Marxism and any critical science seeks to understand and denaturalize the human construction of our social world. It begins from the premise that we are social beings that in our relations to each other and the natural world bring into being specific forms of social life that are historically contingent. It seeks to dissect both social forms and individual subjectivity and show how the two are interrelated.
When I occasionally internalize the common sense that the social world as it exists probably makes some sense—that is, it is the way it should be, it is natural—I try to imagine coming to Earth with no knowledge of human beings, and asking one about the way he lives his life. He tells me that while as a child he was sexually attracted to both boys and girls—these two categories part of a system of binary categorization they have created (despite clear evidence that it is a false binary)—he is a “heterosexual,” that is, he now only has sexual desires toward and relations with members of the “opposite sex.” I would think about how deeply the social structures of his society influenced his individual consciousness, to the point of stamping out desires and coercing (not just through violence, but through uncountable everyday practices) him into forming an aspect of his identity based upon the limiting and packaging of these desires. Does this make any sense? Is this a social world I would want to live in? No. But because it is my social world, and it is the dominant mode of thought, it is so much easier to accept than contest it.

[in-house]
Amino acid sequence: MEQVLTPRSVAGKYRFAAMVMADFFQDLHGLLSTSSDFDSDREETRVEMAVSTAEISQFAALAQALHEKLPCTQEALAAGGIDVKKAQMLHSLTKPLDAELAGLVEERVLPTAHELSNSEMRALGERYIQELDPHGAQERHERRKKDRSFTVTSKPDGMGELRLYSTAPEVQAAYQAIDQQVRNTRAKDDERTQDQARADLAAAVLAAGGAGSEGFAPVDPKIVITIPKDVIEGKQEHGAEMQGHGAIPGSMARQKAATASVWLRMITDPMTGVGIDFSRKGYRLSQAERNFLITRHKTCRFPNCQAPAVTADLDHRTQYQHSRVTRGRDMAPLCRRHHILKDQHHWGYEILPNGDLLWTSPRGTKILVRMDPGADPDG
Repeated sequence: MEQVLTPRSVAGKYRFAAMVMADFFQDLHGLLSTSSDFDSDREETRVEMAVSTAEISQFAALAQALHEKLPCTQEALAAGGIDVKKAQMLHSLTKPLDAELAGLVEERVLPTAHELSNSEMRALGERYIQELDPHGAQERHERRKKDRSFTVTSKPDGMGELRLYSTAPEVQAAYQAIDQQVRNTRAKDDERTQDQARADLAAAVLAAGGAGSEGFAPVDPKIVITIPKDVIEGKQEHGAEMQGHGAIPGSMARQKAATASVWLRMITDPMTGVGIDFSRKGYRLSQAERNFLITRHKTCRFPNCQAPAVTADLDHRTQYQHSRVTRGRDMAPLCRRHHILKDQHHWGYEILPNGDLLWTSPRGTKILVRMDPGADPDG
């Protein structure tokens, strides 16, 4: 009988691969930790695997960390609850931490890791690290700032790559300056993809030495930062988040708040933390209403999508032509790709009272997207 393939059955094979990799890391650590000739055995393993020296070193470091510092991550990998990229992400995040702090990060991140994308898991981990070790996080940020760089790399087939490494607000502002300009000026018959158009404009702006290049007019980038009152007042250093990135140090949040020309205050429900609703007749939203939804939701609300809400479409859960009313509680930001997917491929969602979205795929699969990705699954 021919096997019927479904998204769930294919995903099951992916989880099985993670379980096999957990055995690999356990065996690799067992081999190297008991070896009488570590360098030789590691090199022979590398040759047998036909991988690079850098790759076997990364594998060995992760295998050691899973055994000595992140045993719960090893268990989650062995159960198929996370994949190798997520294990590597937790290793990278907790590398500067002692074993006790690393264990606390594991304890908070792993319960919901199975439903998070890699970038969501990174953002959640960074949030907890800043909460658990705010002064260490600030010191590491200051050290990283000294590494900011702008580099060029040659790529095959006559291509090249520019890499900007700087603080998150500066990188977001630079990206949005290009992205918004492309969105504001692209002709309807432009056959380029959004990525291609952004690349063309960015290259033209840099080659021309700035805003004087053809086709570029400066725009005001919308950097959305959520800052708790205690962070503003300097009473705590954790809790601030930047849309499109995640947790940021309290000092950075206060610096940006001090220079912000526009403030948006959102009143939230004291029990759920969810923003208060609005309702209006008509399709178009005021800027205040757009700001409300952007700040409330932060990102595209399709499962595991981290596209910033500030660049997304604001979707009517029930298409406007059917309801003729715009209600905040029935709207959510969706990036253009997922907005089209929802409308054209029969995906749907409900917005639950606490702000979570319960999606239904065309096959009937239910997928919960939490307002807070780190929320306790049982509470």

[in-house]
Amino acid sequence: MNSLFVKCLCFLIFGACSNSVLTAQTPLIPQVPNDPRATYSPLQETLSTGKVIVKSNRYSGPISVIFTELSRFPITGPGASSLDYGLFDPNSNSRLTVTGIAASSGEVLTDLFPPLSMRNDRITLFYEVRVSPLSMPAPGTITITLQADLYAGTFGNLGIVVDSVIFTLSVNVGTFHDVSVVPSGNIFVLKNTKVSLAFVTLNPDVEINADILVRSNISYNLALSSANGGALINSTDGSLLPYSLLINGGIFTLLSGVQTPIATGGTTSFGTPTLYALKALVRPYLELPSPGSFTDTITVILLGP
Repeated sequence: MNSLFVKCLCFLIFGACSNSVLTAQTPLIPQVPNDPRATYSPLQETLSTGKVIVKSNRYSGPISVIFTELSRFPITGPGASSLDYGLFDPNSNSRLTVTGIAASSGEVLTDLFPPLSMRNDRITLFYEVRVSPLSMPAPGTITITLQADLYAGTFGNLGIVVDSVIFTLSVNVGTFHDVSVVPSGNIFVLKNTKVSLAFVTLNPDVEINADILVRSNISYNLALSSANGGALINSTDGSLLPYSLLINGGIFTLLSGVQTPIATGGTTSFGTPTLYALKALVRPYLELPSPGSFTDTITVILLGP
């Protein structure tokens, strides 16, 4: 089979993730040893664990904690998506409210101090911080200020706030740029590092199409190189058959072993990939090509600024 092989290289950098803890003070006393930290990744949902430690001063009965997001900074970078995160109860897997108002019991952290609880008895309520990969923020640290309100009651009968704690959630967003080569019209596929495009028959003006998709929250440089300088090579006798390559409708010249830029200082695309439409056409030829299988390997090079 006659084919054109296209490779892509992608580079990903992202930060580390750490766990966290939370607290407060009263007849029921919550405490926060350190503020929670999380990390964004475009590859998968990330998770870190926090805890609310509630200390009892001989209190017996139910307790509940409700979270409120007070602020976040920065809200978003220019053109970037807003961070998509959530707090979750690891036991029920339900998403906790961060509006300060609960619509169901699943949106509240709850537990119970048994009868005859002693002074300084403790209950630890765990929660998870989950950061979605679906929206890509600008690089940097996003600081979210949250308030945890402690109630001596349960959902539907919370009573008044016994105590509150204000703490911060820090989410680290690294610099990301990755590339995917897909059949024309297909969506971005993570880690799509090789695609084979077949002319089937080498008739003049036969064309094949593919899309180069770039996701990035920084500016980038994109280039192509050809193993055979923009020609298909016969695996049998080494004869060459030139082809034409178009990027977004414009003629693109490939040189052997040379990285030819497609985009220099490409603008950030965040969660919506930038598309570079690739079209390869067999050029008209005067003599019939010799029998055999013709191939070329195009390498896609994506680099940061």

“Men make their own history, but they do not make it as they please; they do not make it under self-selected circumstances, but under circumstances existing already, given and transmitted from the past.”
There is nothing sadder to me than the prospect of accepting the social forms that exist and my internalization of them as natural, and living my life alienated from its full potential. Yet I do not believe in some sort of return to a pre or post-social subject, but in constructing a new self out of the world as it exists.
“Communism is for us not a state of affairs which is to be established, an ideal to which reality [will] have to adjust itself. We call communism the real movement which abolishes the present state of things. The conditions of this movement result from the premises now in existence.”
We need not feel bad about our subjectivity and socialization, but take stock of our starting point and see where we can go.